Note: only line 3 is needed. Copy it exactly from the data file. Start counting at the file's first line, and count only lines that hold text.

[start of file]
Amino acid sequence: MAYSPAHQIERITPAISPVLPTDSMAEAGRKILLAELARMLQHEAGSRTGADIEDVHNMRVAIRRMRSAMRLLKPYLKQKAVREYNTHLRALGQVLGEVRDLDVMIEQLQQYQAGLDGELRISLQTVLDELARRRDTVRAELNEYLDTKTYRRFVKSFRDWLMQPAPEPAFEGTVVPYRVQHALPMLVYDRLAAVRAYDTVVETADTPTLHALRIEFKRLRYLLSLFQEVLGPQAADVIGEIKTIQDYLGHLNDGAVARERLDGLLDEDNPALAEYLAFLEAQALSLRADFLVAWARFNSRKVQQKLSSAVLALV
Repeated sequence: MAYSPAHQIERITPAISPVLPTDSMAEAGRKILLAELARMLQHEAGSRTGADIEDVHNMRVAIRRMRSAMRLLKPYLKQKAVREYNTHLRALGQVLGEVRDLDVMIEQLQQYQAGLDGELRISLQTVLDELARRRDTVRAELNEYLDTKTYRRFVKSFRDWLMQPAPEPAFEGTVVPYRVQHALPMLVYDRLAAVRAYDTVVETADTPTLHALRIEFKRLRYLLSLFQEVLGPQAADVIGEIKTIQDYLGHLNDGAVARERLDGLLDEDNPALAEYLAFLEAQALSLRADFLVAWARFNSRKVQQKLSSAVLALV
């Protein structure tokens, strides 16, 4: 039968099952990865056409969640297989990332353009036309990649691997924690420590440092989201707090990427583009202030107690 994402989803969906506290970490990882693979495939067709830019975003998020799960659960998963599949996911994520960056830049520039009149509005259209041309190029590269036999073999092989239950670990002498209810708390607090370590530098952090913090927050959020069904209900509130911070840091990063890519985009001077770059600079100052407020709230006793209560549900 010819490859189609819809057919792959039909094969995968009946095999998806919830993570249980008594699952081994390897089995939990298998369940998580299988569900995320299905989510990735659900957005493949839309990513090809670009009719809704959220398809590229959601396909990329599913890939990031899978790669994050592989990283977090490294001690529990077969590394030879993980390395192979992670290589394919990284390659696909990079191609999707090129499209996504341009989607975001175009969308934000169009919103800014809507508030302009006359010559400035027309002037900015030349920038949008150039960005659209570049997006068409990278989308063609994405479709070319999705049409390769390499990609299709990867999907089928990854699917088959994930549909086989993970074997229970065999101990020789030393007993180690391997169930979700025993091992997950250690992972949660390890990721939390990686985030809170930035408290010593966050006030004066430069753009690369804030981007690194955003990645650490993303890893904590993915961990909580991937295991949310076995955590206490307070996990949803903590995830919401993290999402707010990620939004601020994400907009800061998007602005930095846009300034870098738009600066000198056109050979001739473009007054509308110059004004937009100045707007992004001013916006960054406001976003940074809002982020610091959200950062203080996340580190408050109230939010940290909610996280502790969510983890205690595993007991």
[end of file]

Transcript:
């Protein structure tokens, strides 16, 4: 039968099952990865056409969640297989990332353009036309990649691997924690420590440092989201707090990427583009202030107690 994402989803969906506290970490990882693979495939067709830019975003998020799960659960998963599949996911994520960056830049520039009149509005259209041309190029590269036999073999092989239950670990002498209810708390607090370590530098952090913090927050959020069904209900509130911070840091990063890519985009001077770059600079100052407020709230006793209560549900 010819490859189609819809057919792959039909094969995968009946095999998806919830993570249980008594699952081994390897089995939990298998369940998580299988569900995320299905989510990735659900957005493949839309990513090809670009009719809704959220398809590229959601396909990329599913890939990031899978790669994050592989990283977090490294001690529990077969590394030879993980390395192979992670290589394919990284390659696909990079191609999707090129499209996504341009989607975001175009969308934000169009919103800014809507508030302009006359010559400035027309002037900015030349920038949008150039960005659209570049997006068409990278989308063609994405479709070319999705049409390769390499990609299709990867999907089928990854699917088959994930549909086989993970074997229970065999101990020789030393007993180690391997169930979700025993091992997950250690992972949660390890990721939390990686985030809170930035408290010593966050006030004066430069753009690369804030981007690194955003990645650490993303890893904590993915961990909580991937295991949310076995955590206490307070996990949803903590995830919401993290999402707010990620939004601020994400907009800061998007602005930095846009300034870098738009600066000198056109050979001739473009007054509308110059004004937009100045707007992004001013916006960054406001976003940074809002982020610091959200950062203080996340580190408050109230939010940290909610996280502790969510983890205690595993007991």